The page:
Judith Paget, the head of the NHS in Wales, has acknowledged the need for "a rapid increase in staff" as well as quick change.
She also wouldn't rule out stopping medical assistance until patients changed their lifestyles to enhance their health.
The chief executive stated that there is a plan to increase staff numbers "over time" and that recent strike action had brought attention to the need to care for current employees.
As the service celebrated its 75th anniversary, Ms. Paget spoke.
Regarding the subject of withholding care due to lifestyle choices, she stated: "If there is good evidence to consider what that looks like, I think that is a possibility.
"We are aware that obesity impairs a person's capacity to recover quickly from surgery and to respond well to it. In order to help people lose weight before surgery, that is what we want to do. ".
She did make it clear, however, that she "would struggle with the concept of refusing people treatment based on some of their lifestyle choices.".
Ms. Paget acknowledged that the service must change in response to the rising demand for its services, which has increased by 13% just in the past year. This is in contrast to Stats Wales' estimate of 5,000 open positions, which organization acknowledged may be an underestimate.
The pandemic backlog had been cleared more slowly than she had preferred, but she insisted that "we are getting there.".
In Wales, there are currently 582,000 patients on the treatment waiting list, which is just over 743,300, and the Welsh government's targets to cut down on wait times have not been reached.
She said, "I think we need to change what we do.". "How we focus on keeping people well is one of the things that we really need to focus on: preventing illness; supporting our patients to make healthy lifestyle decisions. ".
She referred to "the huge challenges ahead of us" brought on by diabetes and obesity as well as the necessity for people to maintain their health.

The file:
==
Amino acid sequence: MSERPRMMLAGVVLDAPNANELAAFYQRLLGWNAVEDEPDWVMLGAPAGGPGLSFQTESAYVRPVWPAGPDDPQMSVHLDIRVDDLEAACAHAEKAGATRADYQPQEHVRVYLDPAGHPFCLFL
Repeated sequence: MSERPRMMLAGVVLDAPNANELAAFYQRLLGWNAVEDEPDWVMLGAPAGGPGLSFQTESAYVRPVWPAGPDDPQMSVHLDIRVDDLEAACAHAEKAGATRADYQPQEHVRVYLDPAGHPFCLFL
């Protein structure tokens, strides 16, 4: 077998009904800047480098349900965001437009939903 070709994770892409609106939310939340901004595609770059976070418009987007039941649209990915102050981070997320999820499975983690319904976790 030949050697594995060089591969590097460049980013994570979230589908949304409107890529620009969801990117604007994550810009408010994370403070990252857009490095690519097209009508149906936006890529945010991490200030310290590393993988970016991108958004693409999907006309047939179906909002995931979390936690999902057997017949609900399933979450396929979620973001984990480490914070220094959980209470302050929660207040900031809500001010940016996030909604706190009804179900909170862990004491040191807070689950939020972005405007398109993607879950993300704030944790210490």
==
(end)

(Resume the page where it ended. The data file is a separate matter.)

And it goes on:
However, she noted, there have been changes in the way services are provided.
Controversial plans to centralize a few specialized services in south Wales were abandoned ten years ago.
Today, a different model is developing, but waiting times have changed the conversation thanks to the creation of a regional diagnostic hub and centers that specialize in orthopaedics and eye surgery and serve patients from multiple health boards.
"I believe it is crucial to have these discussions with the communities who may be impacted by any change, but we must also concentrate our resources on providing patients with the best possible health outcomes.
"At the moment, technology and research are pushing us in different directions.
There is a lot more we can do outside of the hospital, in people's homes, in local community settings, in neighborhood GP and doctor's offices, and in other primary care facilities.
"So, something is pushing us in this direction, toward decentralization. The need to further centralize our extremely specialized services is obviously another pull we must consider.
"We must give people the ability to access diagnostics very quickly, and the best and most efficient way to do that is in larger centers where we centralize everything together. ".
Is the 75th anniversary of the NHS a time to celebrate or reflect, given the low staff morale and patients' frustration with access to care?
She said, "I believe we ought to be honoring the NHS staff.".
They have experienced a great deal over the past few years. They are still facing many difficulties.
"I believe that the ongoing criticism they experience has an impact on their morale as well.
So yes, I believe it is time to look back and reflect. However, I believe there is a greater need to acknowledge the work that NHS employees do on a daily basis to support us.